Like Greece, the Puerto Rican government has more debt than it can service, and some are calling for a bailout by U.S. taxpayers. The major Puerto Rican state-owned or controlled enterprises are all losing money, including the power authority which is insolvent.

Puerto Rico is an American territory that was acquired from Spain in 1898 during the Spanish-American War. The island has a population of about 3.6 million, which is declining as many Puerto Ricans emigrate to the U.S. mainland or elsewhere because of the continuing economic stagnation. Puerto Ricans are American citizens, but their per capita income is about half that of Americans living in the mainland. Puerto Ricans are largely self-governing at the local level, and do not pay most U.S. income taxes. Plebiscites have been held periodically concerning Puerto Rico’s status as a territory. Most Puerto Ricans prefer a change but they disagree about whether they want independence, a free association with the United States or statehood.

Hong Kong was a small British territory, with the British legal system, but no self-government; yet, it has become rich — having more than twice the per capita income of the average American — without receiving aid and subsidies from Britain, which the United States has and continues to provide to Puerto Rico. The operative question is why has Hong Kong become so much more successful than Puerto Rico?

The most immediate challenges facing Puerto Rico are what to do about the debt problem and how to revive the economy. Some believe if Puerto Rico were given partial debt relief by allowing state entities, such as the power company, to go into Chapter 9 bankruptcy (a provision in U.S. law enabling bankrupt U.S. localities to restructure and discharge some or all of their debt as has recently been done with several California cities and Detroit), all would be well. Chapter 9 only applies to U.S. states and their municipalities, which does not include Puerto Rico. There is a bill before Congress now that would allow Chapter 9 for Puerto Rico. This bill would only apply to a third or less of Puerto Rican debt and would stick it to the bondholders (largely non-Puerto Rican Americans) and American taxpayers.

This is a bad idea on a number of accounts. Many millions of Americans, either directly or indirectly through their mutual funds, have bought Puerto Rican bonds, in large part because the U.S. Congress gave them tax-free status as is provided for U.S. state and local bonds. Those who bought Puerto Rican bonds did so with the legal understanding that they would not be subject to Chapter 9, and that, in case of insolvency, the bond issuing entity, such as public corporations like the power company, would be put under a receivership instead. It is unethical to change the rules in midstream. Chapter 9 might make sense for future bond issues, but the bond buyers should clearly understand the course that would be taken in case the issuing agency was not able to pay.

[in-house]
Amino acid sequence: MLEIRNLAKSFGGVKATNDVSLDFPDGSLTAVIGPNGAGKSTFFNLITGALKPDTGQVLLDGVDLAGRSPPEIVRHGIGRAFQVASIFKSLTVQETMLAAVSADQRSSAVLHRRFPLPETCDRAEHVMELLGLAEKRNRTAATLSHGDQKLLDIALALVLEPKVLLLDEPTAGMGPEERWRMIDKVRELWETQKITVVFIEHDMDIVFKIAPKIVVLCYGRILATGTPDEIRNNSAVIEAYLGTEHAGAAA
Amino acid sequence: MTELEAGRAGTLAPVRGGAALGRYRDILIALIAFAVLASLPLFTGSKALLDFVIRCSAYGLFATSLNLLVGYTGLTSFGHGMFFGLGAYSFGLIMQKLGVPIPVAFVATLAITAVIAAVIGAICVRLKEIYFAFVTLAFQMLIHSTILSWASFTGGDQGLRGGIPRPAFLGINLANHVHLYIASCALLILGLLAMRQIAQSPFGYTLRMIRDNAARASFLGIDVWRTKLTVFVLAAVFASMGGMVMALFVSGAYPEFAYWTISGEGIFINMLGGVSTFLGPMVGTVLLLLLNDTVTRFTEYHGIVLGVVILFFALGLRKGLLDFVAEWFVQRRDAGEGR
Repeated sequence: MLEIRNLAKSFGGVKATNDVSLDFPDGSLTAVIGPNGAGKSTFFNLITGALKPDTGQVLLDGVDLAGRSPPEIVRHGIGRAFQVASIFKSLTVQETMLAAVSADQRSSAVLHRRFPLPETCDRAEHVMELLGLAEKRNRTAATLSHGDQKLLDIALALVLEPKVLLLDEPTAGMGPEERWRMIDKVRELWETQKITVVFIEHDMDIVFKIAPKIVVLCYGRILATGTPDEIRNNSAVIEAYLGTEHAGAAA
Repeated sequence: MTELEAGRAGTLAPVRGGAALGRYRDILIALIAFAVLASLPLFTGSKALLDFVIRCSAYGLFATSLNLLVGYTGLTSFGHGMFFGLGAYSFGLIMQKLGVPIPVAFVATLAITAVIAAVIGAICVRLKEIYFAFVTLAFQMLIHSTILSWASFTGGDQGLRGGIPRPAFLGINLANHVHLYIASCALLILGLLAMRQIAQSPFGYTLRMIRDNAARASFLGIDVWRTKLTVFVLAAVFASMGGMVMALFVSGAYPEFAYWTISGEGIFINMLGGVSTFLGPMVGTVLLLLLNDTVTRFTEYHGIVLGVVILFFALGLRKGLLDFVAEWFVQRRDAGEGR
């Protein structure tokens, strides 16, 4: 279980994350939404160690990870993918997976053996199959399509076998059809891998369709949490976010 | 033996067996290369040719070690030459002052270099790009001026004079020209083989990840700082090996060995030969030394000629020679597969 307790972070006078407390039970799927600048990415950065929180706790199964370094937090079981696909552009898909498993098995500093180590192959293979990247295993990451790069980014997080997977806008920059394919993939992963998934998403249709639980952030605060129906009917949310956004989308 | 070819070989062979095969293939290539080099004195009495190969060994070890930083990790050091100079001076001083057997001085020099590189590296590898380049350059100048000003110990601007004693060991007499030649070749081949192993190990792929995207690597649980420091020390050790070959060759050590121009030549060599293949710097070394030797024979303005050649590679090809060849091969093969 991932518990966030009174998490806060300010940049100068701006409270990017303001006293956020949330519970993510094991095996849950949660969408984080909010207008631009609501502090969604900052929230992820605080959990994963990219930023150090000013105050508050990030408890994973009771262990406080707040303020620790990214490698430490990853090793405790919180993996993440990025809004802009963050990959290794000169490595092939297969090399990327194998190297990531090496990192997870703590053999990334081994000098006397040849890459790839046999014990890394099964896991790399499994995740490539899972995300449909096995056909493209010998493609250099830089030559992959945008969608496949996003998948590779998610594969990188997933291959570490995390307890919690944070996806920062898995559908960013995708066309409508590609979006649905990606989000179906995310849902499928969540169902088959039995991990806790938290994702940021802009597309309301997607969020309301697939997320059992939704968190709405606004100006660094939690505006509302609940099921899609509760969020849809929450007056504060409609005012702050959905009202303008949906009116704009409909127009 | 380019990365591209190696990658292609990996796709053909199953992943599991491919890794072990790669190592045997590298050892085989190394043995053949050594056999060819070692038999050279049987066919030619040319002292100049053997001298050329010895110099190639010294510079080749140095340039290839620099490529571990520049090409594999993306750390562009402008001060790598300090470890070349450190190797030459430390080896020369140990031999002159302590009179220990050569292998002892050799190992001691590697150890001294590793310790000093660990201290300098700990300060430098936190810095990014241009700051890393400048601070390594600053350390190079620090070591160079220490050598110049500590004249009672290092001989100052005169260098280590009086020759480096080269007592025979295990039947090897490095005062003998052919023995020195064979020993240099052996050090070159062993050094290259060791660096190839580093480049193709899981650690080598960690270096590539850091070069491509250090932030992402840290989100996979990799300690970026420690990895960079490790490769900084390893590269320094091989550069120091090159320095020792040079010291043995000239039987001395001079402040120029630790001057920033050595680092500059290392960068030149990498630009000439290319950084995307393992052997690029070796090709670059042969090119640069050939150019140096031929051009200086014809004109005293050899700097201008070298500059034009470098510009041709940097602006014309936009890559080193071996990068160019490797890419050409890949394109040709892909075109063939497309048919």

As long as Puerto Rico and its state-owned entities continue to lose money and run deficits, Chapter 9 provides only a temporary fix on the backs of the bondholders — such as American retirees — rather than on the backs of those who were responsible for the mess. One of the major reasons the power company is insolvent is that the government has not paid its electric bill and it is the single biggest customer.

Puerto Rico has a bloated government with far too many employees, unstainable pension obligations, and an intolerable level of corruption. The proper solution to the Puerto Rican debt problem is for the U.S. government to establish a “control board,” which Congress has the authority to do. This past Friday, Rep. Jeff Duncan, South Carolina Republican, of the House Foreign Affairs Committee, sent a letter to his fellow lawmakers advocating a control board for Puerto Rico, much like the one they created for the District of Columbia a couple of decades back, when D.C. was in danger of default because of mismanagement.

Puerto Rico needs fundamental restructuring of its pension and civil service systems. It needs to sell all of its interests in the fully or partially state-owned enterprises. That is, privatize them. (How many more hundreds of years will we need before the political class learns that socialism — i.e. state-owned enterprises — always fails)? In Hong Kong, even most of the transportation infrastructure is in private hands — and it is clean, efficient, attractive, and works without government subsidies.

Puerto Rico needs to radically reduce government spending, taxes and regulation so it begins to attract foreign capital again rather than driving it away. Puerto Rico is now a welfare state with a labor force participation rate one-third less than in the United States. Many of the most productive Puerto Ricans have moved to the mainland — but could be attracted back with their high-level job skills if the economic environment was made attractive again. Puerto Rico needs to embrace the Hong Kong economic freedom model, rather than the Greek model of too much government.